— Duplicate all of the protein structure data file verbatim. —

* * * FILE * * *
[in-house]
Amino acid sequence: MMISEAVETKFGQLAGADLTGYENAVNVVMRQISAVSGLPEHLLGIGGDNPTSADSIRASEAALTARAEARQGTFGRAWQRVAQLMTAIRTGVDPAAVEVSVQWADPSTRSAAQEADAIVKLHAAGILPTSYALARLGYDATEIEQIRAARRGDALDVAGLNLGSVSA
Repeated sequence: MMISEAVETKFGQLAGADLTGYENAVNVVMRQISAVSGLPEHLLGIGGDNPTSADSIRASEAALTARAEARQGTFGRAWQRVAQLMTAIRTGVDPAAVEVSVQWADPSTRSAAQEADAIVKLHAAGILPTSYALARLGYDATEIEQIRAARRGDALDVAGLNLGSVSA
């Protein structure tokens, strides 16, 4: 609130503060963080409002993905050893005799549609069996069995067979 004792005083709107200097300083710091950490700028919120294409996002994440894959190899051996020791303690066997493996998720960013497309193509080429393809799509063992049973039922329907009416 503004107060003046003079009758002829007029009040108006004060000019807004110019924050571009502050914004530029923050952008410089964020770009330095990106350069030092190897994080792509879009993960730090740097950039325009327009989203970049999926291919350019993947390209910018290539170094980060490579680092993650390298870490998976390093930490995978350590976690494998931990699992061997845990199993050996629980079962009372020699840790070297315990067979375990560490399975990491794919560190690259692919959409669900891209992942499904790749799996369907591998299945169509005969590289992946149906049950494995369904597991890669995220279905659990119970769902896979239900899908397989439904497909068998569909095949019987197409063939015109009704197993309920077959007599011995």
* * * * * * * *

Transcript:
[in-house]
Amino acid sequence: MMISEAVETKFGQLAGADLTGYENAVNVVMRQISAVSGLPEHLLGIGGDNPTSADSIRASEAALTARAEARQGTFGRAWQRVAQLMTAIRTGVDPAAVEVSVQWADPSTRSAAQEADAIVKLHAAGILPTSYALARLGYDATEIEQIRAARRGDALDVAGLNLGSVSA
Repeated sequence: MMISEAVETKFGQLAGADLTGYENAVNVVMRQISAVSGLPEHLLGIGGDNPTSADSIRASEAALTARAEARQGTFGRAWQRVAQLMTAIRTGVDPAAVEVSVQWADPSTRSAAQEADAIVKLHAAGILPTSYALARLGYDATEIEQIRAARRGDALDVAGLNLGSVSA
């Protein structure tokens, strides 16, 4: 609130503060963080409002993905050893005799549609069996069995067979 004792005083709107200097300083710091950490700028919120294409996002994440894959190899051996020791303690066997493996998720960013497309193509080429393809799509063992049973039922329907009416 503004107060003046003079009758002829007029009040108006004060000019807004110019924050571009502050914004530029923050952008410089964020770009330095990106350069030092190897994080792509879009993960730090740097950039325009327009989203970049999926291919350019993947390209910018290539170094980060490579680092993650390298870490998976390093930490995978350590976690494998931990699992061997845990199993050996629980079962009372020699840790070297315990067979375990560490399975990491794919560190690259692919959409669900891209992942499904790749799996369907591998299945169509005969590289992946149906049950494995369904597991890669995220279905659990119970769902896979239900899908397989439904497909068998569909095949019987197409063939015109009704197993309920077959007599011995």